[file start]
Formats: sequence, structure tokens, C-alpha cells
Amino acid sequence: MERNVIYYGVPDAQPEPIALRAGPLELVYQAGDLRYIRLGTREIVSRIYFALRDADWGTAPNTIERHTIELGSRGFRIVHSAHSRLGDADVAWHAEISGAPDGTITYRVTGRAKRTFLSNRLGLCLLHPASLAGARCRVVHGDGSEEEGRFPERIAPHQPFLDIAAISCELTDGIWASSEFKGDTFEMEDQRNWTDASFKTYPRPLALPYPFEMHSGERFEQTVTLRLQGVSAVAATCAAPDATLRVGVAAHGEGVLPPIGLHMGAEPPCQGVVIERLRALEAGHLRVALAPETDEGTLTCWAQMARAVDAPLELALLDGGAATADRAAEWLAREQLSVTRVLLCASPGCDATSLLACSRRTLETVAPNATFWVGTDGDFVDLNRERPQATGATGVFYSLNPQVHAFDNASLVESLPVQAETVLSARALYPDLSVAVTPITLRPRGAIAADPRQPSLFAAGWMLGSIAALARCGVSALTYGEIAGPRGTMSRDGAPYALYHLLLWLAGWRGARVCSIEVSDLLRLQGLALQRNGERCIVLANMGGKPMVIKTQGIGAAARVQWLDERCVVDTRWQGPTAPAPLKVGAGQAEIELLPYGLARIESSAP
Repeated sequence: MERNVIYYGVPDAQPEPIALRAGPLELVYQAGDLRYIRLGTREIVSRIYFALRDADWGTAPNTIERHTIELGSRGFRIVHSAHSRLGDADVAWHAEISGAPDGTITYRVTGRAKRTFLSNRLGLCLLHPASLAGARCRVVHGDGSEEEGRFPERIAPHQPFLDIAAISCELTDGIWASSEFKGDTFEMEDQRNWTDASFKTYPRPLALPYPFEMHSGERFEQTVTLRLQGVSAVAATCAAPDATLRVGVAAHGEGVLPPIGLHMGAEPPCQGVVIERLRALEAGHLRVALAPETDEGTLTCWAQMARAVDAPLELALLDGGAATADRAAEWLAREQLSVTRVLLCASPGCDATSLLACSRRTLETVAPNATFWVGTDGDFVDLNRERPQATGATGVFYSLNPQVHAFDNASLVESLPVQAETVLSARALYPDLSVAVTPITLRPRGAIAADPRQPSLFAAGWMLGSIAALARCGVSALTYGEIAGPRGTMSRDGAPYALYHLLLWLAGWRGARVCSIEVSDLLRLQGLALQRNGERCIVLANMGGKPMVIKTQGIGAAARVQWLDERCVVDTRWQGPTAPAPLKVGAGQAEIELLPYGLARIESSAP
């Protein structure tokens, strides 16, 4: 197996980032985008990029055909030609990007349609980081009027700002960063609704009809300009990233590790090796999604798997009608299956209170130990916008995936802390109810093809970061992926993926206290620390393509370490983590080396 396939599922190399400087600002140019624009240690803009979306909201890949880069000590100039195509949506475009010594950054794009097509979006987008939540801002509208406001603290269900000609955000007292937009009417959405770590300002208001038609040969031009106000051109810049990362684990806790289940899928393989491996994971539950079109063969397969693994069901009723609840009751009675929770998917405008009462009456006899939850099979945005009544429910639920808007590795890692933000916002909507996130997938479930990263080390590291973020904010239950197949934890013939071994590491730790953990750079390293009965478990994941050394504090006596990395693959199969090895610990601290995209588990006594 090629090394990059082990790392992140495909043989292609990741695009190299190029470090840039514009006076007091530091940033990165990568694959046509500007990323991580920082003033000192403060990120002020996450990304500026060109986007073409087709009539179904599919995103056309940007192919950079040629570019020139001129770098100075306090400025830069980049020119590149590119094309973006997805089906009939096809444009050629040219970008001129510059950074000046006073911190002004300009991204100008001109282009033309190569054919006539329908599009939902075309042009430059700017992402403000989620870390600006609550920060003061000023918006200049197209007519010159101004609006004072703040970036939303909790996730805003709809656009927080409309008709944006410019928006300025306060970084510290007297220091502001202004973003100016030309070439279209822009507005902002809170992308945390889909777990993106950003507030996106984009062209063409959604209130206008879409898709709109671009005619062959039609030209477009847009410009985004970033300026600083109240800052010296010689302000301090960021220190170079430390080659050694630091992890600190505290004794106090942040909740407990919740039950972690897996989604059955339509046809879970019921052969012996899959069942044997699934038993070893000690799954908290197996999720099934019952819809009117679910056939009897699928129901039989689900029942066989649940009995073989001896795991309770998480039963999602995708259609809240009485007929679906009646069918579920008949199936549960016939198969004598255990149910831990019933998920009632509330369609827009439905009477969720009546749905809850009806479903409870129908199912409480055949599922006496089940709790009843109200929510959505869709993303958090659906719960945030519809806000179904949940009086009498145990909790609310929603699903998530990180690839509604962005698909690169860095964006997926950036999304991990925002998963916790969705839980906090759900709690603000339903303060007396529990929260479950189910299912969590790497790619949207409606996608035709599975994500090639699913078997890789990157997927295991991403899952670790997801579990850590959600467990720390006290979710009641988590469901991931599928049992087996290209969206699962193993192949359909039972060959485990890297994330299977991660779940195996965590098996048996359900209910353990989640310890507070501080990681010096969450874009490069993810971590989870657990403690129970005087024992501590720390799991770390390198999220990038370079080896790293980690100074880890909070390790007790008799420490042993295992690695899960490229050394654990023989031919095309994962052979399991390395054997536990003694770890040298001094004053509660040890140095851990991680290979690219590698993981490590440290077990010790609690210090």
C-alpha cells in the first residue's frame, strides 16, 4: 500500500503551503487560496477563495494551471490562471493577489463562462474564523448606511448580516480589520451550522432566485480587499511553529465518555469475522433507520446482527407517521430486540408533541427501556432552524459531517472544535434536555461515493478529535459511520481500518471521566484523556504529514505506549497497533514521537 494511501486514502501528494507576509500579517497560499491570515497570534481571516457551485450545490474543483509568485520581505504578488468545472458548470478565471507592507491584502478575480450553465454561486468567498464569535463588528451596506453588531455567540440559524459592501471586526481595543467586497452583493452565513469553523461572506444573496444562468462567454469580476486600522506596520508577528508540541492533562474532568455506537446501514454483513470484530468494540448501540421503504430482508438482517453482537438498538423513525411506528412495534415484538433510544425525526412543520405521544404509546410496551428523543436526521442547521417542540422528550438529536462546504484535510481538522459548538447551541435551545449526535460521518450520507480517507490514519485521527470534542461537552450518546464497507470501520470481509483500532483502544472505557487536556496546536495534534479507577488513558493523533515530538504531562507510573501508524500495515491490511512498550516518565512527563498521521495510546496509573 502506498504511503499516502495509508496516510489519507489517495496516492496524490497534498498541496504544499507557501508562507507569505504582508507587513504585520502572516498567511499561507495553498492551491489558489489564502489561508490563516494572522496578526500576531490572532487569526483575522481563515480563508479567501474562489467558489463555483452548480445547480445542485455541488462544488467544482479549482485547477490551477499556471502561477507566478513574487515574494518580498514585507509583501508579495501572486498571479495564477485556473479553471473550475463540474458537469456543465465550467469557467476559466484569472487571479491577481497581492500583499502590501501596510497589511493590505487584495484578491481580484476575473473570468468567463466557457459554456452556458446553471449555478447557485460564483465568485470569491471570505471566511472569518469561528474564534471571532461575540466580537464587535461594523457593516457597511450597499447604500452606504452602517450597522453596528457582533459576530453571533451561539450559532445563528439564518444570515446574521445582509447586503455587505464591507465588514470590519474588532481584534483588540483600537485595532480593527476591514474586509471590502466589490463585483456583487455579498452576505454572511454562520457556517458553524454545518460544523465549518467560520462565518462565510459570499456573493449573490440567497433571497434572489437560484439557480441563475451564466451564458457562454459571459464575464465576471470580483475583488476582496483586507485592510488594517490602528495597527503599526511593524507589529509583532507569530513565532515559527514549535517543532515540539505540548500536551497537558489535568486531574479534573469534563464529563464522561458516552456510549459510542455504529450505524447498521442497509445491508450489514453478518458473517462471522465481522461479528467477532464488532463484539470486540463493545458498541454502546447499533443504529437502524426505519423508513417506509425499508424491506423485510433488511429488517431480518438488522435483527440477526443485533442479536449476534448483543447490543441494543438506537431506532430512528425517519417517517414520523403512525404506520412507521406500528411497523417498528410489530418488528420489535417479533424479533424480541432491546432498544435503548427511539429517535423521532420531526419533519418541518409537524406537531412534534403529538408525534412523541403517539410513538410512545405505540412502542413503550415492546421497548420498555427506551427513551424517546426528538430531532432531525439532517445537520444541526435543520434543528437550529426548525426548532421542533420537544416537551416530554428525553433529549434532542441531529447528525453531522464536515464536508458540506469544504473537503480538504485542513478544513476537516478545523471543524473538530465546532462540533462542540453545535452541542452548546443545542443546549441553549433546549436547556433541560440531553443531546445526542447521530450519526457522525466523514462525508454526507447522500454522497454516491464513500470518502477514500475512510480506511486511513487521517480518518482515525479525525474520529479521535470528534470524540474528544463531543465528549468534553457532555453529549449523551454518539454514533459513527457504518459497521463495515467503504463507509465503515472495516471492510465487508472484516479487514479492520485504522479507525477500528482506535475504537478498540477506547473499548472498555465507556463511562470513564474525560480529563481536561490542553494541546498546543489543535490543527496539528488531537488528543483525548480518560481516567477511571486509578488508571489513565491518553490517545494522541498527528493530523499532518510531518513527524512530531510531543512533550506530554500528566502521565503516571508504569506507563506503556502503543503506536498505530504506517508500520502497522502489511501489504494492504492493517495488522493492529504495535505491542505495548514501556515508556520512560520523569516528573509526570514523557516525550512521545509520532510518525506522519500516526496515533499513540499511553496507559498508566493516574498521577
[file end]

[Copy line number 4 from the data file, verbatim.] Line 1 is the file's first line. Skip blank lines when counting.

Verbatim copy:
């Protein structure tokens, strides 16, 4: 197996980032985008990029055909030609990007349609980081009027700002960063609704009809300009990233590790090796999604798997009608299956209170130990916008995936802390109810093809970061992926993926206290620390393509370490983590080396 396939599922190399400087600002140019624009240690803009979306909201890949880069000590100039195509949506475009010594950054794009097509979006987008939540801002509208406001603290269900000609955000007292937009009417959405770590300002208001038609040969031009106000051109810049990362684990806790289940899928393989491996994971539950079109063969397969693994069901009723609840009751009675929770998917405008009462009456006899939850099979945005009544429910639920808007590795890692933000916002909507996130997938479930990263080390590291973020904010239950197949934890013939071994590491730790953990750079390293009965478990994941050394504090006596990395693959199969090895610990601290995209588990006594 090629090394990059082990790392992140495909043989292609990741695009190299190029470090840039514009006076007091530091940033990165990568694959046509500007990323991580920082003033000192403060990120002020996450990304500026060109986007073409087709009539179904599919995103056309940007192919950079040629570019020139001129770098100075306090400025830069980049020119590149590119094309973006997805089906009939096809444009050629040219970008001129510059950074000046006073911190002004300009991204100008001109282009033309190569054919006539329908599009939902075309042009430059700017992402403000989620870390600006609550920060003061000023918006200049197209007519010159101004609006004072703040970036939303909790996730805003709809656009927080409309008709944006410019928006300025306060970084510290007297220091502001202004973003100016030309070439279209822009507005902002809170992308945390889909777990993106950003507030996106984009062209063409959604209130206008879409898709709109671009005619062959039609030209477009847009410009985004970033300026600083109240800052010296010689302000301090960021220190170079430390080659050694630091992890600190505290004794106090942040909740407990919740039950972690897996989604059955339509046809879970019921052969012996899959069942044997699934038993070893000690799954908290197996999720099934019952819809009117679910056939009897699928129901039989689900029942066989649940009995073989001896795991309770998480039963999602995708259609809240009485007929679906009646069918579920008949199936549960016939198969004598255990149910831990019933998920009632509330369609827009439905009477969720009546749905809850009806479903409870129908199912409480055949599922006496089940709790009843109200929510959505869709993303958090659906719960945030519809806000179904949940009086009498145990909790609310929603699903998530990180690839509604962005698909690169860095964006997926950036999304991990925002998963916790969705839980906090759900709690603000339903303060007396529990929260479950189910299912969590790497790619949207409606996608035709599975994500090639699913078997890789990157997927295991991403899952670790997801579990850590959600467990720390006290979710009641988590469901991931599928049992087996290209969206699962193993192949359909039972060959485990890297994330299977991660779940195996965590098996048996359900209910353990989640310890507070501080990681010096969450874009490069993810971590989870657990403690129970005087024992501590720390799991770390390198999220990038370079080896790293980690100074880890909070390790007790008799420490042993295992690695899960490229050394654990023989031919095309994962052979399991390395054997536990003694770890040298001094004053509660040890140095851990991680290979690219590698993981490590440290077990010790609690210090």